She shrugged when asked why –

no shrug of indifference this, no convincing cool.

She was too young to be adept

at arguing the merits of the Roma ways.

She missed her boy and did not want

him to beg on alien streets.

She never saw any of the money sent home anyway.

She spoke and spoke

and the teacher could not begin to comprehend

why she was so disloyal to her tribe

and wondered if she would have done the same

to someone who thought of her child

as something else

than danger and scum.

I’m linking this attempt at narrative poetry (based on a real-life situation) with the Open Link Night at dVerse Poets Pub. Join us there for some poetic fun and a wide range of styles and topics!

My Father

I was never Daddy’s girl –

I was his only seed.

He’d come so far: cow’s tail to ambassadorial sash,

always the sparkler, never the rein.

He taught me all I knew:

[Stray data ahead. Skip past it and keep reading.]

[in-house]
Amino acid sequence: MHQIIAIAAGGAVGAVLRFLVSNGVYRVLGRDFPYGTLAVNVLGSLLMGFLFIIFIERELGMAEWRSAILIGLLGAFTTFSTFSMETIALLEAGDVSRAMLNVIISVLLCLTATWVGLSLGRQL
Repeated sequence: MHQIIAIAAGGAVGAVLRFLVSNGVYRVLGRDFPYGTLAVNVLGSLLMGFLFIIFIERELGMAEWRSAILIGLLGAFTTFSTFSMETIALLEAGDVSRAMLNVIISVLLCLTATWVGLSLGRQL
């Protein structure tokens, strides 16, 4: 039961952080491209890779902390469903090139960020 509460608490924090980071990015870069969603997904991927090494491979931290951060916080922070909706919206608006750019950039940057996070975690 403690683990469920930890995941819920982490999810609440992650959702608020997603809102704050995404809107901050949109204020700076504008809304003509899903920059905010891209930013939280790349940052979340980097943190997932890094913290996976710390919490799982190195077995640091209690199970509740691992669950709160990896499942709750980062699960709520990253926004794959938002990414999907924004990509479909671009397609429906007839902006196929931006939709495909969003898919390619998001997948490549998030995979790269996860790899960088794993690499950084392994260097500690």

cheering Maclaren on TV, explaining the finer points of rugby,

testing me on African country names, world flags, capital cities,

he never once faltered, he had all the answers.

He dared me dream better, spurred me shoot higher.

We were explorers; I lived for those days

when the car’s nose would choose our final destination,

perhaps climbing up to the fortress where Richard lay prisoner,

my own Lionheart all roar and fun bluster, streaming ahead, always the one to catch.

 

No hiding of his light under bushel, repetition is his manna, boasting his flow.

Nicotine breath exploding in laughter, the world rejoiced in his fireworks,

the teasing, the wordplay, the invented words.

At times the scintillation broke my lesser spirit.

I stormed away, blinded, to be sought out and hugged,

brought back in the fold with boxing and play.

‘Of course I did not let you win that game!’ His reassuring fib.

Swirls of his humour, like chocolate, like warm custard,

would treacle forward to sturdy up the shore after the storm.

 

Spent in passion, united, against all odds so similar,

we’d sit in peaceful duality on the sofa and read.